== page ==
Bernie Sanders sends a chilling message to Hillary campaign

Hillary Clinton and her campaign cronies saw something frightening yesterday: a fired-up crowd of ten thousand people in Madison, Wisconsin, packing the Veterans Memorial Coliseum to the rafters in support of a candidate best known as Not Hillary.  The previously fairly obscure Senator Bernie Sanders is drawing the same kind of enthusiasm that Eugene McCarthy sparked in 1968 when he drove an even more inevitable nominee from the Democratic ticket, incumbent President Lyndon Johnson.

It is clear that the progressive base of the Democratic Party is fed up with Hillary Clinton, the cozy-with-Wall-Street party insider who parlayed political connections into a nine-figure fortune after leaving the White House “dead broke.”  In fact, the big news the Clinton Campaign intended to tout on the day of Sanders’s triumph brought home the point: her campaign has managed to raise $45 million.

To the left-wing core of the Democratic Party, the message is a clear contrast: Hillary has the money, and Bernie has the people. 

Does anyone in the Hillary campaign think they can draw ten thousand wildly enthusiastic supporters to cheer, stomp, and call out her name in an orgy of political thrills?  I suspect they are considering the question this morning, thinking that out of 16 million or so people in the Greater New York Area, perhaps ten thousand is not an insurmountable number.  In Greater Madison, with a population of 568,593 in the 2010 Census, it is certainly an impossibility.

What the dramatic pictures of Madison show is being reflected in polls in the first two states to speak on the nomination.  In Iowa, Time Magazine reports:

The self-described democratic socialist is now favored by 33% of Democratic caucus-goers in Iowa, doubling his support since early May and coming within just 19 points of Clinton, who is at 52%, according to a new Quinnipiac poll. Clinton, however, still has significantly greater name recognition than Sanders in Iowa, where 26% of Iowans haven’t heard enough about the Vermont senator to rate him.

There is plenty of time for those 26% in Iowa to learn who Sanders is.  Even more important, the Iowa Caucuses depend on enthusiasm, which Sanders obviously commands.  People have to devote an entire evening to showing up and staying at a caucus.  That’s very different from rummaging through old people’s homes and filling out absentee ballots.  When Hillary lost the Democrat nomination to Barack Obama in 2008, it was in Iowa that the first blow was landed, as Obama out-organized her.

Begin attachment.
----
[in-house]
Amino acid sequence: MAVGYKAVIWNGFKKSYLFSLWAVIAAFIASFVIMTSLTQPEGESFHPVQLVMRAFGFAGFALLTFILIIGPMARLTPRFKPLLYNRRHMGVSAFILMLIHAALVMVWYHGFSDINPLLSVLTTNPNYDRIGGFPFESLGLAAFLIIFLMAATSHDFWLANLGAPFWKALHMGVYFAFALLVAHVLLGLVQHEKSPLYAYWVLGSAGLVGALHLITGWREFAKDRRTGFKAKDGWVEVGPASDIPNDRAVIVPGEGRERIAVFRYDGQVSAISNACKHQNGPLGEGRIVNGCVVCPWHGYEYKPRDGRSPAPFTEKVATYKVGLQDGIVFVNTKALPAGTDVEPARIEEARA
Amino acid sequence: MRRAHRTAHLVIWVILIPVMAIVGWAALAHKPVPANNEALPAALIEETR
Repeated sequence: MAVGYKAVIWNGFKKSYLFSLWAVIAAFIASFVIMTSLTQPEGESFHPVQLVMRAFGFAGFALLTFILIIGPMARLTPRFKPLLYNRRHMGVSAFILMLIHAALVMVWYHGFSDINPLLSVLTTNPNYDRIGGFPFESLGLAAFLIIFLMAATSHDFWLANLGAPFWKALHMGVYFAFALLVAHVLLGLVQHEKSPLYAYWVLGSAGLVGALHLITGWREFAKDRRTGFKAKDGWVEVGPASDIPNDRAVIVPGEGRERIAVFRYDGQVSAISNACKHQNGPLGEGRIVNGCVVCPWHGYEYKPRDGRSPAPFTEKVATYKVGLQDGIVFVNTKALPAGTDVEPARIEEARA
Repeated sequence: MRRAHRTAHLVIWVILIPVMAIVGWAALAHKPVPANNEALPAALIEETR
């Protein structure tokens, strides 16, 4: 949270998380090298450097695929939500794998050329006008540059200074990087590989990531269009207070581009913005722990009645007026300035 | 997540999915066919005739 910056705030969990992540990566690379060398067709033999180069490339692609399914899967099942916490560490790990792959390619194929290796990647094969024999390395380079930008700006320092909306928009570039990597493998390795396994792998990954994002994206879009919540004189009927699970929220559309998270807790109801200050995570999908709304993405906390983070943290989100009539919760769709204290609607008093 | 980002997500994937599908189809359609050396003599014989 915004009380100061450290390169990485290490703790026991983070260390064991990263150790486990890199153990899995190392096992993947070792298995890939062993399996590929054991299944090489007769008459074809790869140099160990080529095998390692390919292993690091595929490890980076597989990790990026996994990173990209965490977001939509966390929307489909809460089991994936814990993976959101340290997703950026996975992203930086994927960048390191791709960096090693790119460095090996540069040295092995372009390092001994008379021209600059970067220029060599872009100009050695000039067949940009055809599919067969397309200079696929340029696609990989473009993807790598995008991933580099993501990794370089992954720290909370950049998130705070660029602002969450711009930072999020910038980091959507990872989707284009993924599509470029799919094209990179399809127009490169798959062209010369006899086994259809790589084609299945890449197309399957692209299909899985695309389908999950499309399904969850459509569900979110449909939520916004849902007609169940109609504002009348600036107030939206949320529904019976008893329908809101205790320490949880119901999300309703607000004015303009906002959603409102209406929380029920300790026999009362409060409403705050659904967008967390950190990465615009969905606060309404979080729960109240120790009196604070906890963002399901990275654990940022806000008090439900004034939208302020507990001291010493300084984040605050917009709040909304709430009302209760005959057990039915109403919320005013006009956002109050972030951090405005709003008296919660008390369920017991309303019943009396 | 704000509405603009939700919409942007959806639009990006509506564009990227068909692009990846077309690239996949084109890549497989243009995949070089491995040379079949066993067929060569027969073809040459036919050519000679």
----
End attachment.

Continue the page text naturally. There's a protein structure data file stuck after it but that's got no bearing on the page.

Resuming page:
The news for Hillary is equally bad in New Hampshire, where Sanders is closing the gap with her:

A CNN/WMUR poll released Thursday [last week] showed Mrs. Clinton with 43% of likely Democratic New Hampshire voters, compared with 35% for Mr. Sanders.

The real problem for the Democrats with Sanders is that he means what he says, as for instance in Madison yesterday:

 “They may have the money, but we have the people,” Mr. Sanders said of other presidential candidates.

In his remarks, Mr. Sanders railed against what he called the “billionaire class,” saying that most people in the U.S. don’t feel like they live in the richest country on earth because the wealth is concentrated among very few people.

“The issue of wealth and income inequality, to my mind, is the great moral issue of our time,” he said. “It is the greatest economic issue of our time, and it is the great political issue of our time.”

Mr. Sanders pledged to fight on behalf of workers, calling for guaranteed family and medical leave, paid vacation and a renewed union movement. He also said he would break up the largest financial institutions in the country, telling supporters that “If a bank is too big to fail, it is too big to exist.”

The dirty secret of the Dems is that they are the party of the super-rich and the underclass, while the GOP is the party of the bourgeois – the rising small businesses, the wealth creators.  In order to fund themselves and their turnout efforts, the Dems need a skilled hypocrite like Hillary (only more convincing, as were her husband and Barack Obama), able to denounce the wealthy while Hoovering up their cash with a nod and wink.

Will the Sanders crowd willingly assent to a Hillary candidacy?  Maybe.  But I doubt they will have much enthusiasm about it, and the Dems need to wring every vote possible out of low-information, uninvolved people who on their own wouldn’t show up at the polls.